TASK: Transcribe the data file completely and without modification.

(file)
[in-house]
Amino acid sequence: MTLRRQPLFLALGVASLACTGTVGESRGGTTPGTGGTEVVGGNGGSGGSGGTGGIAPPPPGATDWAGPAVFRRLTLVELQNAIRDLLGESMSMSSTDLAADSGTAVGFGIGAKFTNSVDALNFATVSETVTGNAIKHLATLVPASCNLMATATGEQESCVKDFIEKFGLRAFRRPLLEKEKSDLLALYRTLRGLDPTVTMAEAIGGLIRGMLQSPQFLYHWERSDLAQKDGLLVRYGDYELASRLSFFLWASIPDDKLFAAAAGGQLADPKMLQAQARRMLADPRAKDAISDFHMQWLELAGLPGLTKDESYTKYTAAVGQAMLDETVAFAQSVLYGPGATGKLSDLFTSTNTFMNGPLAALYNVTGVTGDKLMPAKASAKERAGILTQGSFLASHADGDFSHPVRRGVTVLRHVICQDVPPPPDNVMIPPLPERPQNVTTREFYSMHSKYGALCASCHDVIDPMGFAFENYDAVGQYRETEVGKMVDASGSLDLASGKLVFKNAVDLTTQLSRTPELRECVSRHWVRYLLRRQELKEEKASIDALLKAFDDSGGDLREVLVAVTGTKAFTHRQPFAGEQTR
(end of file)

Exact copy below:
[in-house]
Amino acid sequence: MTLRRQPLFLALGVASLACTGTVGESRGGTTPGTGGTEVVGGNGGSGGSGGTGGIAPPPPGATDWAGPAVFRRLTLVELQNAIRDLLGESMSMSSTDLAADSGTAVGFGIGAKFTNSVDALNFATVSETVTGNAIKHLATLVPASCNLMATATGEQESCVKDFIEKFGLRAFRRPLLEKEKSDLLALYRTLRGLDPTVTMAEAIGGLIRGMLQSPQFLYHWERSDLAQKDGLLVRYGDYELASRLSFFLWASIPDDKLFAAAAGGQLADPKMLQAQARRMLADPRAKDAISDFHMQWLELAGLPGLTKDESYTKYTAAVGQAMLDETVAFAQSVLYGPGATGKLSDLFTSTNTFMNGPLAALYNVTGVTGDKLMPAKASAKERAGILTQGSFLASHADGDFSHPVRRGVTVLRHVICQDVPPPPDNVMIPPLPERPQNVTTREFYSMHSKYGALCASCHDVIDPMGFAFENYDAVGQYRETEVGKMVDASGSLDLASGKLVFKNAVDLTTQLSRTPELRECVSRHWVRYLLRRQELKEEKASIDALLKAFDDSGGDLREVLVAVTGTKAFTHRQPFAGEQTR